To Your Health

PROS and CONS of weekend warriors

For health protection, official guidelines recommend we get 150 minutes of moderate–intensity (or 75 minutes of vigorous–intensity) physical activity each week. But what does this mean for weekend warriors who squeeze their exercise into 1 or 2 days a week?

Scientists recently reported in JAMA Internal Medicine about middle–aged men and women who reported their exercise habits for a month and were studied for mortality rates 15 years later. Those who exercised in at least three sessions had only slightly lower death rates than the weekend warriors. Note: This study showed an association, not a direct cause, between death rates and exercise habits.

Should you cram all your exercise into 1 or 2 days? Consider the pros and cons:


If you have limited time or you prefer concentrated exercise bouts, such as distance running, you still benefit. In fact, the benefits may be comparable whether you break your activity into 5, 30–minute or 2 to 3 high–intensity sessions.


Sports–related injuries are more common among weekend warriors. You may lose some of your cardiovascular endurance, which usually drops after a 4– or 5–day break,  between workouts. More frequent exercise is regarded as better for preventing type 2 diabetes and improving other health factors.

Future research may help confirm the best way to get weekly exercise. A large body of research shows that exercise is most beneficial when done at least three days a week, per government guidelines.

Sleep for well–being

The 2018 Sleep Foundation survey of sleep habits suggests that U.S. adults who get good, consistent sleep are also good at getting things done. But for the majority of those people surveyed, sleep is not a priority over work, social activities, and other aspects of living.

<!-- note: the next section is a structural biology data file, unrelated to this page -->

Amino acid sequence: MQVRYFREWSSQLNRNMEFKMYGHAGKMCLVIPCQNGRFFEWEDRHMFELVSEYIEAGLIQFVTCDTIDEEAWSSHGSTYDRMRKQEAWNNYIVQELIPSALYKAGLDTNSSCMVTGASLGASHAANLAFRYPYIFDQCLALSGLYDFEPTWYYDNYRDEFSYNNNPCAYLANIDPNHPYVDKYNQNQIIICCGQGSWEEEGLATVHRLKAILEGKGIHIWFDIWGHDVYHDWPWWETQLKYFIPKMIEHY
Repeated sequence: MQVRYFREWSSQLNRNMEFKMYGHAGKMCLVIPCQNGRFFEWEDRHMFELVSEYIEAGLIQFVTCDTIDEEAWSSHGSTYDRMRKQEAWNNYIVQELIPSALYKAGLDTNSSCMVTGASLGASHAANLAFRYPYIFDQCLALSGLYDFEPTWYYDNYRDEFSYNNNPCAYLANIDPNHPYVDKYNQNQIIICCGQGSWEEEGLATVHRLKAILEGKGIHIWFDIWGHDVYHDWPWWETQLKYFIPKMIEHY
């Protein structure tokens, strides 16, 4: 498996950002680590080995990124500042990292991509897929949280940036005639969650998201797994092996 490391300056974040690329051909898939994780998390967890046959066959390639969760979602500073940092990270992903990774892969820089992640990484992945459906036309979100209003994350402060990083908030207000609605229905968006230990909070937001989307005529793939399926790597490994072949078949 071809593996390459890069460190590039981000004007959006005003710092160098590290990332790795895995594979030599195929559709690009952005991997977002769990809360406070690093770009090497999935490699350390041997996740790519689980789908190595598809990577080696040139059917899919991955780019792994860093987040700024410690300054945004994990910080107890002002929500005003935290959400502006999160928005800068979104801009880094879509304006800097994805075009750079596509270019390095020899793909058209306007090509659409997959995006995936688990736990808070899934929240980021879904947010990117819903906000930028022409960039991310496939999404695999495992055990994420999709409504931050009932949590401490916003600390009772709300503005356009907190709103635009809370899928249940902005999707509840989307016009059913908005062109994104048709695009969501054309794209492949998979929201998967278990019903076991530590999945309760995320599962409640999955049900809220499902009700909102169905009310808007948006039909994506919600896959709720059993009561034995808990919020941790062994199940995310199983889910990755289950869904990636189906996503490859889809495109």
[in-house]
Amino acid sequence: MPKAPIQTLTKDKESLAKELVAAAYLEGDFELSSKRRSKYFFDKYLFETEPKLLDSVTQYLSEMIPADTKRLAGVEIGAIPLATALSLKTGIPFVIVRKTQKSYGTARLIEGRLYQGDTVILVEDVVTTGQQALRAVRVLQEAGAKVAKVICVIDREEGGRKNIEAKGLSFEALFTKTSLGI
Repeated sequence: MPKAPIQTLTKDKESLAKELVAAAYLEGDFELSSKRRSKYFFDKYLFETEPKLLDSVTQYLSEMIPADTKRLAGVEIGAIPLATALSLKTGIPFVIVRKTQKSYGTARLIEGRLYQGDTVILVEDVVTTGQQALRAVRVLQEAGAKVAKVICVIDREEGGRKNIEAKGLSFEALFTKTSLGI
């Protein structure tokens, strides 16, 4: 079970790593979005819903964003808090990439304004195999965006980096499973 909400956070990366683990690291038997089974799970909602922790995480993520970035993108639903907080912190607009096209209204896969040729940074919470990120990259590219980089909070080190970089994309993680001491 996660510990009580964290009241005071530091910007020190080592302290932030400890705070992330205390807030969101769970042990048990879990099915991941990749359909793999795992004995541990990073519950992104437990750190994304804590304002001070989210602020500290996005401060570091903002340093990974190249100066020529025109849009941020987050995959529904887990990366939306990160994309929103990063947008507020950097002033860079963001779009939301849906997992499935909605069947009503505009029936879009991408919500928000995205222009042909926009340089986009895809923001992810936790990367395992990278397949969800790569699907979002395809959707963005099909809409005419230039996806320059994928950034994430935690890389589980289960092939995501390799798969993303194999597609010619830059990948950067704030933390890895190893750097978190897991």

• The Foundation warns that adults and children are consistently overscheduling their lives and neglecting their sleep needs—a habit that can jeopardize good health and may shorten lifespan. Clocking fewer than 6 to 7 hours of shut–eye night after night can have detrimental effects, both short–and long–term.
  • Sleep–health Rx: At least 7 hours of restful sleep per night can help protect your heart and immunity; control blood sugar, weight gain, stress and depression; and reduce risk for colds and flu. With the potential for increasing disease prevention and longevity, adequate sleep will also leave you feeling mentally fit and more energetic.
  • To sleep well, try exercise. Even a little regular exercise helps, according to the 2013 NSF survey: 76 percent to 83 percent of regular exercisers (at vigorous, moderate or light exertion) said their sleep quality was very good or fairly good—while 60 percent of non–exercisers reported they rarely or never have a good night’s sleep.
  • Stay aware of your sleep robbers, such as worry, alcohol, physical problems, and lesser priorities. Make slumber your number one goal at the end of each day.